The legal response to transnational terrorism is constantly evolving. For example, after the unprecedented destruction caused by the 9/11 attacks, there was a shift towards the use of military force as the primary tool in transnational counter-terrorism (CT), rather than an approach based on a law enforcement paradigm. However, CT is not simply a choice between either military or law enforcement options. Both approaches remain vital and have become more refined over time, facilitated by an increased level of international cooperation guided by the rule of law. However, much work remains to be done.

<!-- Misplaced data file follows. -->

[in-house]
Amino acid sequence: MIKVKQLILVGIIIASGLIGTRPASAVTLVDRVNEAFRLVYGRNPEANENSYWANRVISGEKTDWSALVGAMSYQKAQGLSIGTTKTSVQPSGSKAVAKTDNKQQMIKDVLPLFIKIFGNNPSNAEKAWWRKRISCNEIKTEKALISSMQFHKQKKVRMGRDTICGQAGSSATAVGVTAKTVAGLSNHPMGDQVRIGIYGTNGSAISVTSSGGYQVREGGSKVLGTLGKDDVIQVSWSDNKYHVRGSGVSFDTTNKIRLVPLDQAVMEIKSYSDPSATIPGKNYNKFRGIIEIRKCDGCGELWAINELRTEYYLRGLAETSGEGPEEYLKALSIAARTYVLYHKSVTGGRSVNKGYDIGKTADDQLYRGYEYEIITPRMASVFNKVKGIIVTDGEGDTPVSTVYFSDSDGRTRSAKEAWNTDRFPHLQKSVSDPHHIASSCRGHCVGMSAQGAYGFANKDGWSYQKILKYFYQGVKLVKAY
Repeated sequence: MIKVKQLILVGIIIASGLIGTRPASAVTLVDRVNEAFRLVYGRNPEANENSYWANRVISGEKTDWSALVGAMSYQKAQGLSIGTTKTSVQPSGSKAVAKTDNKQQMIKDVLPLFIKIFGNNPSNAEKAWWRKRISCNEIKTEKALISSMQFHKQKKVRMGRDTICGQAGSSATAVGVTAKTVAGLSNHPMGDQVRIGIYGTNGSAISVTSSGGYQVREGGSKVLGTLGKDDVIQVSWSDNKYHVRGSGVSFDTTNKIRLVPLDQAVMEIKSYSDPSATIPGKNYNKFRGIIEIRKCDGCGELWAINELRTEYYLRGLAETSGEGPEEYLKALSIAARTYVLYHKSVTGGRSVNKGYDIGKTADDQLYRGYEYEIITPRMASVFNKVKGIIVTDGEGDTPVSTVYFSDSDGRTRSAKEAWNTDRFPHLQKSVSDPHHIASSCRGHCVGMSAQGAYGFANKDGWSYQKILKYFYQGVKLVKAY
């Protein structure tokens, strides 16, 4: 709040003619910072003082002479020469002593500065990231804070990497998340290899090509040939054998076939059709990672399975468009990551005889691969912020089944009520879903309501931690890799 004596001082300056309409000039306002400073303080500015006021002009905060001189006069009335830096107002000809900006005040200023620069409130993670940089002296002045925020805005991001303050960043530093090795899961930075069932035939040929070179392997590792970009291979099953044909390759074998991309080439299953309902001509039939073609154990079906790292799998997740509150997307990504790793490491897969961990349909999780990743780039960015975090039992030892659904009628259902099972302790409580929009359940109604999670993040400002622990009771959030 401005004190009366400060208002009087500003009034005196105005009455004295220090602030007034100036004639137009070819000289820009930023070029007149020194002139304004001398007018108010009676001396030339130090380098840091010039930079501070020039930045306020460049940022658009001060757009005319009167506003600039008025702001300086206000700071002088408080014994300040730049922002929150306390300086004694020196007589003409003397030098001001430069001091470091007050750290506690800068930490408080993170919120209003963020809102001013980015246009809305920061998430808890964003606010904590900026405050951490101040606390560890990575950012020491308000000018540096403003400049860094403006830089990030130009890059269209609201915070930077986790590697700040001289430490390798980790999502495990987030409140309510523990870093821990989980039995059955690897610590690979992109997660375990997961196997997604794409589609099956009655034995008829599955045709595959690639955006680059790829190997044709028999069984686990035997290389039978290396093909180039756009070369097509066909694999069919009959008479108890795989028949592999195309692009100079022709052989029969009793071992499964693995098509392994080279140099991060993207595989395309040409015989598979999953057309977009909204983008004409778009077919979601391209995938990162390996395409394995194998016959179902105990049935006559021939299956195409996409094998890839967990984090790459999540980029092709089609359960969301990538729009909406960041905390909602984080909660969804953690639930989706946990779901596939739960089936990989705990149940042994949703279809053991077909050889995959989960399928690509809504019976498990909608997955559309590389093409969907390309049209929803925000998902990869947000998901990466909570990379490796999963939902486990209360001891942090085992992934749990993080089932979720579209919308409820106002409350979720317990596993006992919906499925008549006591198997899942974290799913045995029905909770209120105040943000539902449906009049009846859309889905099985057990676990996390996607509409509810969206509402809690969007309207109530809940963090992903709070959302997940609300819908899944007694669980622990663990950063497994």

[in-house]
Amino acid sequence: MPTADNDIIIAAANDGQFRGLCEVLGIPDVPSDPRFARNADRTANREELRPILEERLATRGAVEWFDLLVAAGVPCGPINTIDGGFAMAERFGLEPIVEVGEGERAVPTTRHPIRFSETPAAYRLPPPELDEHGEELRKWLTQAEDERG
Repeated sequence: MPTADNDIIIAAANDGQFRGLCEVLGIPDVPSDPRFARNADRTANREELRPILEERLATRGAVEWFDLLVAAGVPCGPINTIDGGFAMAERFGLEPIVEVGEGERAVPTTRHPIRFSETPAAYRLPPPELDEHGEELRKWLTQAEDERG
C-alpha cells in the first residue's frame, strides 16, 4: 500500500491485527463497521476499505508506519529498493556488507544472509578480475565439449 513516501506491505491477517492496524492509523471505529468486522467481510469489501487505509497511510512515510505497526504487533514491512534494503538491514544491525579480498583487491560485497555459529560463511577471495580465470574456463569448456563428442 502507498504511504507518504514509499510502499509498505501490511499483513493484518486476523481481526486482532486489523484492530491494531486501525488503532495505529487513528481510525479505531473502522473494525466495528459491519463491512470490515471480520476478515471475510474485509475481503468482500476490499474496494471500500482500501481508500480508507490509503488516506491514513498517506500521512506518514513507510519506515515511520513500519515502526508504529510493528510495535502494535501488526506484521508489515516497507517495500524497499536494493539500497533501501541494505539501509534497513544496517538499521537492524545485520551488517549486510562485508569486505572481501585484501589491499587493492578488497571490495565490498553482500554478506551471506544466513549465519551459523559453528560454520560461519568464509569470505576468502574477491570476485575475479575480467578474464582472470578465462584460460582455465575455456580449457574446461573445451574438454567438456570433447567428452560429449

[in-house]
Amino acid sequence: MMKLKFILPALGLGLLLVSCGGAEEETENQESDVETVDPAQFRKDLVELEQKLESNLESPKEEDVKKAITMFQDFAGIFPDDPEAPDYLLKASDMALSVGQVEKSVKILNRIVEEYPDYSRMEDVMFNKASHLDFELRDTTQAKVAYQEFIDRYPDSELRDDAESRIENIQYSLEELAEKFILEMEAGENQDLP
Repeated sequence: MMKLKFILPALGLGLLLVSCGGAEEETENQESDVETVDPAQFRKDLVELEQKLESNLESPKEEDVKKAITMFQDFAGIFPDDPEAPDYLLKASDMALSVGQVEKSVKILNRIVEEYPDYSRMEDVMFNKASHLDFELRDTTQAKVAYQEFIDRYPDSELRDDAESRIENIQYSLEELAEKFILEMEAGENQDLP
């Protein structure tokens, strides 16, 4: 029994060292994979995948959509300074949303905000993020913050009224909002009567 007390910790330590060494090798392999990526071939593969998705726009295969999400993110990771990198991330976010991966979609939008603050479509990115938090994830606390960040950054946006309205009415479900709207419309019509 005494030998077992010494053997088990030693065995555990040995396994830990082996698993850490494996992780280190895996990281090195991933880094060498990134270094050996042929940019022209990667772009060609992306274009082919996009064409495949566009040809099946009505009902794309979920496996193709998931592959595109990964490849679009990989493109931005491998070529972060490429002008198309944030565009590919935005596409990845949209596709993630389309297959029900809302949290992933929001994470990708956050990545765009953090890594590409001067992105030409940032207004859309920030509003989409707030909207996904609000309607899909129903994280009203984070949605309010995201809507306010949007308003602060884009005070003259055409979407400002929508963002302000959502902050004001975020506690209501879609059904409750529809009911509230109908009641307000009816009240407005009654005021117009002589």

This chapter begins with a brief discussion of strategic considerations of military versus law enforcement approaches to CT, with particular focus on the issues of legitimacy, liberty and security. The military legal regime is then explored in greater depth, with a focus on key challenges currently faced by CT professionals in this area. This is followed by a discussion of the law enforcement regime with an emphasis on international cooperation and the continued development of law enforcement tools needed to investigate and bring terrorists to justice.